All the above to explain the initial question further: what is the customers need that device interoperability will address?
I’ll share one perspective around one of the ‘needs’ that come to mind. It relates to the increased number of larger systems as well as PULSE devices being rolled out that either require or gain value by ‘sharing data’ with other devices in the same ecosystem. Whether those are from the same or different manufacturers is somewhat irrelevant to this concern - if you have a pump (with electronics), a separate control system for that pump, and some other solar array ultimately powering the pump, there is some communication between at lease the pump and the control system. Or, imagine a fridge and an SHS in a home, where the SHS communicates ‘something’ about control (both PAYG and non-PAYG) to the fridge. This is a different story from the situation where the market consists only of a bunch of ‘standalone’ devices, where nothing interacts with other devices outside of their own plastic/metal enclosure.
There is the definite possibility of just building ad-hoc, proprietary messaging protocols for these devices that do not interoperable with other devices (even from the same manufacturer). This has a cost in terms of R+D to build something that every industry player now has to build on their own, when really, ‘communicating data between the devices’ by itself probably isn’t a market-differentiating feature. What if there was some way to use a standard reference design that was tested, works for a number of different use cases, and isn’t restricted to those use cases (anyone is free to expand/build upon it without breaking compatibility, to some extent?)
In that case, some industry standards to ‘drop in’ connectivity for the devices saves R+D effort, and increases the possibility of reuse between different product lines (and even potentially manufacturers, given other considerations) in the future. Thats true at the connector level (the ongoing GOGLA discussion I think you referenced), link/transport layer (OpenPaygo Link, for example), and application/presentation data level (Nexus Channel Core, for example).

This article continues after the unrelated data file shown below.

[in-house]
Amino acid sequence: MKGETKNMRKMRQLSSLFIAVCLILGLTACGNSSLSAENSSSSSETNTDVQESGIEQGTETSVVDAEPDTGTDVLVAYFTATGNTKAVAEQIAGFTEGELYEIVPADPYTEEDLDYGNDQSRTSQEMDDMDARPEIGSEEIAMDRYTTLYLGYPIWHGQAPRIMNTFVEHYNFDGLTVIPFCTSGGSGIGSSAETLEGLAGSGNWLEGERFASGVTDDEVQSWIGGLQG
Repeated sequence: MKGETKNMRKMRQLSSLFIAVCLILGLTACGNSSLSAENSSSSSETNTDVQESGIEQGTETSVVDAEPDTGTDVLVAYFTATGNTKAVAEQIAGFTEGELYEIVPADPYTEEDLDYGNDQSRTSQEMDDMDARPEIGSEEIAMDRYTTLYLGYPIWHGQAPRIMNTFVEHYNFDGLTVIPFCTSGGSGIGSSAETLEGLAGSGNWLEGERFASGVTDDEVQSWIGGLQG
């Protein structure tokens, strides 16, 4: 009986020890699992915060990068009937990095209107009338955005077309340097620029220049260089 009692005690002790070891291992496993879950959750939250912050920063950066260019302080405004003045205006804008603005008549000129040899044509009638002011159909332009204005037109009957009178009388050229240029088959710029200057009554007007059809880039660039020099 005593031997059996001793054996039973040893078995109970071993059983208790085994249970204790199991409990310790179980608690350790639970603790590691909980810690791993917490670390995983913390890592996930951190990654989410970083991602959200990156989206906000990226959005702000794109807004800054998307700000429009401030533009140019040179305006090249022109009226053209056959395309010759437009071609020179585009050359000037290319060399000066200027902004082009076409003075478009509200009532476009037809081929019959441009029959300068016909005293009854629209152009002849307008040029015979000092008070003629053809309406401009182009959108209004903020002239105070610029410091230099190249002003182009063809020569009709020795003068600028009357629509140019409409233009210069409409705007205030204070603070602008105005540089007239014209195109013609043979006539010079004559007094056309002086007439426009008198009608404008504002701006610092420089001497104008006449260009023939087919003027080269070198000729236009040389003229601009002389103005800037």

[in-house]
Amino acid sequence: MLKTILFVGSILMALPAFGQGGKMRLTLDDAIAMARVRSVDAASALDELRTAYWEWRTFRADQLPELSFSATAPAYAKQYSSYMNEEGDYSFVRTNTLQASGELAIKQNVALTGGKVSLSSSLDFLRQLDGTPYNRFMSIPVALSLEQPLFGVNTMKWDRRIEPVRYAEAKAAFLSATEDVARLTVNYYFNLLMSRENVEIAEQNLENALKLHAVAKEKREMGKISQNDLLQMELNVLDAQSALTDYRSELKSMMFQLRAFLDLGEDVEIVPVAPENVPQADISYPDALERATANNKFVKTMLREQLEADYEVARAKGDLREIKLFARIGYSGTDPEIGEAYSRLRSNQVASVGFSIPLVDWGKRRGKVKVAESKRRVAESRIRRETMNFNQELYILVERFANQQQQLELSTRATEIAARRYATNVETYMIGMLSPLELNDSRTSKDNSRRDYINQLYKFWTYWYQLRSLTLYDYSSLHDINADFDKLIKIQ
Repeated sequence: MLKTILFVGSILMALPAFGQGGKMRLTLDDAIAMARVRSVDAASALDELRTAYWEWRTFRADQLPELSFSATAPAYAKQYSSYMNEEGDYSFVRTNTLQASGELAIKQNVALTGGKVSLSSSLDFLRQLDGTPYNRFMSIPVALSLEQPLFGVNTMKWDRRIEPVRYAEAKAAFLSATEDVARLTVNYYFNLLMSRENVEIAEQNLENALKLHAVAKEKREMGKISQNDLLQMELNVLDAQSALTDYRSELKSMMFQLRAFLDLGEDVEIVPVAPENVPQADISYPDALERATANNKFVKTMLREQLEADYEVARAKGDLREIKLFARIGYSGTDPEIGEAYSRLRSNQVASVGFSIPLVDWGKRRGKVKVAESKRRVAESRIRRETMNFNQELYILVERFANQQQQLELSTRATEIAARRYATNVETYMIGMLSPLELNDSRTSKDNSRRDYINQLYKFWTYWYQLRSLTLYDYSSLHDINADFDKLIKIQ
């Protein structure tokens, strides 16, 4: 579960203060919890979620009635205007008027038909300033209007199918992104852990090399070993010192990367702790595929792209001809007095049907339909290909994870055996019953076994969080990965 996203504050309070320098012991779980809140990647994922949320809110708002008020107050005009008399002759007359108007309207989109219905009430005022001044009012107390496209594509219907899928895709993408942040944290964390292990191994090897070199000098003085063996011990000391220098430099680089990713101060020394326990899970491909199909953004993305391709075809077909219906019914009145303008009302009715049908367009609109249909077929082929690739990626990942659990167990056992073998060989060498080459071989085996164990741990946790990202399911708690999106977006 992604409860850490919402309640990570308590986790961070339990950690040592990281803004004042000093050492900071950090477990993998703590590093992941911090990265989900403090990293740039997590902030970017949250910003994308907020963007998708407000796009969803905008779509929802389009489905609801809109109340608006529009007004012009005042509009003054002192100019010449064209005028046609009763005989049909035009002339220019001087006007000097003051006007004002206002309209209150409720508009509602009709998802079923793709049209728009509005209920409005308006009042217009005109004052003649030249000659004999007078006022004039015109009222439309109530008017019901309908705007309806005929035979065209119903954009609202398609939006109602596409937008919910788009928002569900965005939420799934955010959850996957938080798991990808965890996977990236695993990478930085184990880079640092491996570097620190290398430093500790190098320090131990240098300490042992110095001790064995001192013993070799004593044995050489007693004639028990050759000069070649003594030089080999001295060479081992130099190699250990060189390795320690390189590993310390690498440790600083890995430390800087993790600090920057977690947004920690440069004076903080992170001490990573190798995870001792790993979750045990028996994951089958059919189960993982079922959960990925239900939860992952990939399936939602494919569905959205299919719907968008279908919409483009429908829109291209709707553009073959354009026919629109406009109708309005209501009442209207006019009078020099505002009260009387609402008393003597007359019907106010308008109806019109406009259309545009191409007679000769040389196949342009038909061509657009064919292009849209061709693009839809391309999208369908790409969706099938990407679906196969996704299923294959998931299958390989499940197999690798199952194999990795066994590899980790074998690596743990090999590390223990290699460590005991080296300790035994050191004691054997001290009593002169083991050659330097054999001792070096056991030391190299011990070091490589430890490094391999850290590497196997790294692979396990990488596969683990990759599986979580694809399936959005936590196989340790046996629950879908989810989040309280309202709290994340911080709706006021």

But the outcome there is specifically reduced R+D, faster time to market, and a platform designed for extensible future feature development (not going to be thrown out and replaced in the next iteration next year, incurring more R+D effort…). The standards probably only get used if they solve the problem, that is, actually save time and effort to let manufacturers get something better to market, faster, without needing to reinvent the wheel every time.
Theres definitely other areas or ways to approach the question (PAYG interoperability between devices, so an end user doesn’t need to enter 5 different keycodes into 5 different devices), or ‘I want to buy a fridge from manufacturer X because it has the features I want, but I like the TV from manufacturer Y, and I want them to work together in some way’, but those are downstream impacts of making it easier for manufacturers to innovate without constraining their development or forcing everyone to invent their own ‘solution’ for the same problem (connecting off-grid devices, similar in some ways to the case you mention around USB - the market doesn’t benefit from having every party go invent their own proprietary interconnection cable and data transfer mechanism between devices - why not standardize it, but in a way that manufacturers can build whatever application they want on top of it?)
(I talk a bit more about this in context in an E4A webinar here, if you want to hear more from that perspective).